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January 01, 2004

Old Jubilation Ale

Beer of the night.

Old Jubilation is one a class of assorted seasonal beer types called "Winter Warmers". They tend to be richer, darker and spicier than beers brewed for sunnier times, and as a class are becoming more and more a part of the American beer drinkers winter.

Of course in other countries, England in particular, winter warmers have been around for ages.

Traditionally, winter warmers have been hearty, slow-sipping English-style ales; guzzling them would be a travesty.

They are released for a limited time during the winter months, primarily to celebrate the spirit of Christmas. But the style has expanded, and today lagers as well as ales qualify as winter warmers.

A Winter Warmer can range from a German double bock to an American barleywine and everything in between, but the most frequent distinguishing characteristics include a combination of the following: brown to deep copper to black opaque in color; increased alcohol content resulting in a more warming effect; and a myriad of fruits, spices or other ingredients added during production.

The recipes and flavor of some seasonal beers change from year to year but retain the same name, such as Anchor Brewing Co.'s trend-setting Our Special Ale. Adored by beer lovers since its introduction in 1975, Our Special Ale is released exclusively during the week of Thanksgiving and remains available only through mid-January.

Holiday beers are usually available during a narrow window of time because most beer drinkers, though not most connoisseurs, consider the style outdated after New Year's, when holiday gift giving and celebrating wind down.

Nevertheless, these beers are often good candidates for laying down for future tastings because of their high alcohol content. Some veteran beer collectors lay down holiday beers for vertical tastings to compare, in one sitting, variations of the same beer from several years past.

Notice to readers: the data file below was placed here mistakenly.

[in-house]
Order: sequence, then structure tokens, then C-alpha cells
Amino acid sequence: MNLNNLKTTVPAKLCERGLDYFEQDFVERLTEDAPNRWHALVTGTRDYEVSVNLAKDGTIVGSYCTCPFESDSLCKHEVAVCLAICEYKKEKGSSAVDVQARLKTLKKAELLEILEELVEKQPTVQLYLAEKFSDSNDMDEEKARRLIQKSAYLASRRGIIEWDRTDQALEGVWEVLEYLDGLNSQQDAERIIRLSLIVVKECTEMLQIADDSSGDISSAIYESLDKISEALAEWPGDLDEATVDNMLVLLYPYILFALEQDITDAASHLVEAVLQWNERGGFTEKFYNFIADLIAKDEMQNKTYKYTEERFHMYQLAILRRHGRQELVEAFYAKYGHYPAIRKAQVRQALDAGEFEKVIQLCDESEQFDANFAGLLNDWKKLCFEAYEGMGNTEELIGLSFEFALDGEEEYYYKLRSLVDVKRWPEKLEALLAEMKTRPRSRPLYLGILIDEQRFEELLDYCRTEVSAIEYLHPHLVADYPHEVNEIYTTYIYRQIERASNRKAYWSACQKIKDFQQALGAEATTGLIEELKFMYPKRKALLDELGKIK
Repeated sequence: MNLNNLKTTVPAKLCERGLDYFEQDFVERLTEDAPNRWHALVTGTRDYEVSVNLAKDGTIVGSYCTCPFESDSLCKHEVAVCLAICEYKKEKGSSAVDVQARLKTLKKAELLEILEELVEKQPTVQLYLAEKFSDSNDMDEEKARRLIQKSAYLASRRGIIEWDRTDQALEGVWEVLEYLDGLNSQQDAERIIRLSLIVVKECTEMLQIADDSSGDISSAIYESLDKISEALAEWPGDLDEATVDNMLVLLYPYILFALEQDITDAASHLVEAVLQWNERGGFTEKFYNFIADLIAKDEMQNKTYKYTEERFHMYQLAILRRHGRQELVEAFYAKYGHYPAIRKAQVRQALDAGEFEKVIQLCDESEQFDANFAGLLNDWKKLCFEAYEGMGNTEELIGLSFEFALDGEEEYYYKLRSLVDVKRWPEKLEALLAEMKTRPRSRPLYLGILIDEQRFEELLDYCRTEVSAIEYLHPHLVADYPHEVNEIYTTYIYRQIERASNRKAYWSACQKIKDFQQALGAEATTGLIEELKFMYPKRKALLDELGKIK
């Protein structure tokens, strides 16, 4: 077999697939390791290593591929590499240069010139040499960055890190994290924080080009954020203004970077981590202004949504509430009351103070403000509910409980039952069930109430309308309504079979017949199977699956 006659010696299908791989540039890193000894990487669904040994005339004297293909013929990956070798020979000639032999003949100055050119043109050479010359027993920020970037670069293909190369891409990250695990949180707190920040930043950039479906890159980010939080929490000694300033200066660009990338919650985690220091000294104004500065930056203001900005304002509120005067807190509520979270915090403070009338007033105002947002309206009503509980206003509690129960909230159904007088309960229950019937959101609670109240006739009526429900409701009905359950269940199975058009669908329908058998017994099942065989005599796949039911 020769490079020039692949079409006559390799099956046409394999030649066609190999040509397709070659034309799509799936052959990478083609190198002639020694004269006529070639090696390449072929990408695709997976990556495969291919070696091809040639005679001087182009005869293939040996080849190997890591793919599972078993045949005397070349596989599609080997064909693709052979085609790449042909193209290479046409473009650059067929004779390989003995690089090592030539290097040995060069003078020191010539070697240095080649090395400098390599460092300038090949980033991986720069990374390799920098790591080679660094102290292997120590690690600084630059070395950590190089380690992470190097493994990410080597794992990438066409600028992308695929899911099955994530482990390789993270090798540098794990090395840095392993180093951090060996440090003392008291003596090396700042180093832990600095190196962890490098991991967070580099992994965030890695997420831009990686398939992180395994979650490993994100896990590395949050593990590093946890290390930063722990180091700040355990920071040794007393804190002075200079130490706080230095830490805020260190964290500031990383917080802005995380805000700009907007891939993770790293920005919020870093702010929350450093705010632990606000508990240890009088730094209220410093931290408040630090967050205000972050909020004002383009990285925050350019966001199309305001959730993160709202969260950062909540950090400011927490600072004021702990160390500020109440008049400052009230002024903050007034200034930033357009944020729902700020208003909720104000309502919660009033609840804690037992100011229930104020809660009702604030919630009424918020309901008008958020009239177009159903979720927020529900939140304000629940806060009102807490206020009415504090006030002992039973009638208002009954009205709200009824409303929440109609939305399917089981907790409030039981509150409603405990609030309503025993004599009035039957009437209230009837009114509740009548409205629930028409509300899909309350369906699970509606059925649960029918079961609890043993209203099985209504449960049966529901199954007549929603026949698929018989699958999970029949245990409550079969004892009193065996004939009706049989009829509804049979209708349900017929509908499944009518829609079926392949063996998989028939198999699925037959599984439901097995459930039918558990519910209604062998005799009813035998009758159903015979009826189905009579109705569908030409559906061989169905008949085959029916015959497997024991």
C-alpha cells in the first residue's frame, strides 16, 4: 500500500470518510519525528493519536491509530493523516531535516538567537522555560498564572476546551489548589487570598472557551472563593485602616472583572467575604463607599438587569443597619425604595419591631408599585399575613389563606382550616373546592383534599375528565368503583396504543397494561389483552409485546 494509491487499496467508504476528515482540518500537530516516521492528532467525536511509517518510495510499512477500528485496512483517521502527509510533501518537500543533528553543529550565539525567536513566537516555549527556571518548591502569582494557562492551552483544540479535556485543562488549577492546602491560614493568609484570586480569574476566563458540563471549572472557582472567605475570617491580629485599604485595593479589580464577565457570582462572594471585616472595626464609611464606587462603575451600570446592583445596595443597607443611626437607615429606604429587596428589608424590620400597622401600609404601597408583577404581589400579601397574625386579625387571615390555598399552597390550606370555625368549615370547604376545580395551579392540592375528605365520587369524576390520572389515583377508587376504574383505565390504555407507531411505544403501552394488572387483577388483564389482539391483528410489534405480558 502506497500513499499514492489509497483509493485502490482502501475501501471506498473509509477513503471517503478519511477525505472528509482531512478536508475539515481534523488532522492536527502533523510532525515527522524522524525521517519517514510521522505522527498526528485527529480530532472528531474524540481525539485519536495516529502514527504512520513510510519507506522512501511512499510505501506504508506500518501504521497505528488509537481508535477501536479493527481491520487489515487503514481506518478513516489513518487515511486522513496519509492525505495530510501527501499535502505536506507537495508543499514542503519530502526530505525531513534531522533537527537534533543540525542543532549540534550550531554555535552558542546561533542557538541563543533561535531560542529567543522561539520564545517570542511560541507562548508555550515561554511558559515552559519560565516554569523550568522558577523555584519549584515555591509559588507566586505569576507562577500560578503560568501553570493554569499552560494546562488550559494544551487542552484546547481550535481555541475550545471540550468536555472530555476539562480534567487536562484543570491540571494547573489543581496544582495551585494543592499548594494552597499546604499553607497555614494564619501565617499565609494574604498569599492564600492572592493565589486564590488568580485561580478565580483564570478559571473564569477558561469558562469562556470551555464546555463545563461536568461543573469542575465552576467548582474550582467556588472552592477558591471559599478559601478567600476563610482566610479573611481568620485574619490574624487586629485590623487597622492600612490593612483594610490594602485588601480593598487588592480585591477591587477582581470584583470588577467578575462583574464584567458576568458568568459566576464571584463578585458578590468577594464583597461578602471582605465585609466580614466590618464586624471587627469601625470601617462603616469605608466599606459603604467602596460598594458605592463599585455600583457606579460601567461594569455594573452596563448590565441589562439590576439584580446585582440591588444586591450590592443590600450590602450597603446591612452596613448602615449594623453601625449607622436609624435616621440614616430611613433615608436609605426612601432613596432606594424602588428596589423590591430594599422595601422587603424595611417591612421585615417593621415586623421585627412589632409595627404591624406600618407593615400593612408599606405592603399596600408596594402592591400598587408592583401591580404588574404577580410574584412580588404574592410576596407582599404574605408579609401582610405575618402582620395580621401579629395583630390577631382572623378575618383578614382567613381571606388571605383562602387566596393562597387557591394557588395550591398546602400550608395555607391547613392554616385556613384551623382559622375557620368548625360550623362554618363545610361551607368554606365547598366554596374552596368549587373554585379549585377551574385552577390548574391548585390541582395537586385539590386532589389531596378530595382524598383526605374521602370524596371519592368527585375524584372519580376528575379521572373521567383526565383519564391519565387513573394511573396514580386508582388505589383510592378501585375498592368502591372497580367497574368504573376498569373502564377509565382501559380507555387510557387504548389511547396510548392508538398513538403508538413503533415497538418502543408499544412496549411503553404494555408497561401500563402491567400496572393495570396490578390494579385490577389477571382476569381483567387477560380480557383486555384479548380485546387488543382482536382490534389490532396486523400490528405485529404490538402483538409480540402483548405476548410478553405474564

It's not unusual to find fruit flavors in winter warmers. Some popular fruits that brewers add are cranberries, oranges, raspberries and cherries. Adding to the warm glow of the Christmas spirit, some beers have one or two spices in them while others may include a wide array of holiday or pumpkin spices such as nutmeg, cinnamon, clove and even coriander.

Old Jubilation is produced by Boulder Colorado's Avery Brewery, whose North Carolina legal (under 6% abv) beers have just started appearing in NC. There's a fair variety available here, but any North Carolinian desiring a taste of the legendary Reverend or Hog Heaven brew will have to purchase them online.

The biggest seller of the Avery line in NC at the moment, and thus the place where you have the best chance of finding them at, is Brawley's Beverage in Charlotte. Mike had at least 4 cases of the Jubilation available when I left yesterday--he's planning on cellaring whatever doesn't get sold during the season.

I don't really have a cellaring capacity here at House Hraka, though I suppose I could stick a bottle or two into the crawlspace under the house. Then I could drive the wife nuts by offering to give visitors a tour of "the beer cellar"

"You'd love to see it? Great! Let me just go get the kneepads and miner's light."

According to what I've read, cellaring the Old Jubilation does go quite a ways towards mellowing the strong hop note found in a younger bottle. The hops do have a way of overpowering the more subtle flavors present in the beer, which included (for me) brown sugar and orange peel, with a little butter toffee thrown in for good measure.

As for the other qualities, the head is a whitish gray, while the body of the brew is mahogany in nature, as damn near every review of the Old Jubilation takes great pains to point out.

Clear dark mahogany body...
Dark ruby mahogany color....
Dark mahogany color....
Deep mahogany brew...
some mahogany highlights...
a gorgeous mahogany hue...
deep rich red mahogany hue...
with the kind of deep mahogany hues usually seen only in wood-paneled offices of top-dollar law firms...

Why, a man would have to be a fool to challenge that weight of opinion with a simple "Dark Brown."

The Old Jube mouthfeel to me is somewhat on the thin side, though of all the qualities one is supposed to judge a beer by, I am most suspicious of the one called "mouthfeel."* I've had many a beer with a supposedly "thick" mouthfeel, and they have yet to reproduce the consistency of Elmer's glue.

Now there's a thick mouthfeel.

*What I need to do is set up a tasting for myself, and compare a known thick beer with a known thin, and perhaps a known medium. Of course, to do it right, I'd really need two of each type.

And some peanuts, company and a pack of smokes. Which means that it would end like all my other taste tests, with me saying "The hell with it" three beers into the test.

Posted by Bigwig at January 1, 2004 11:51 PM | TrackBack
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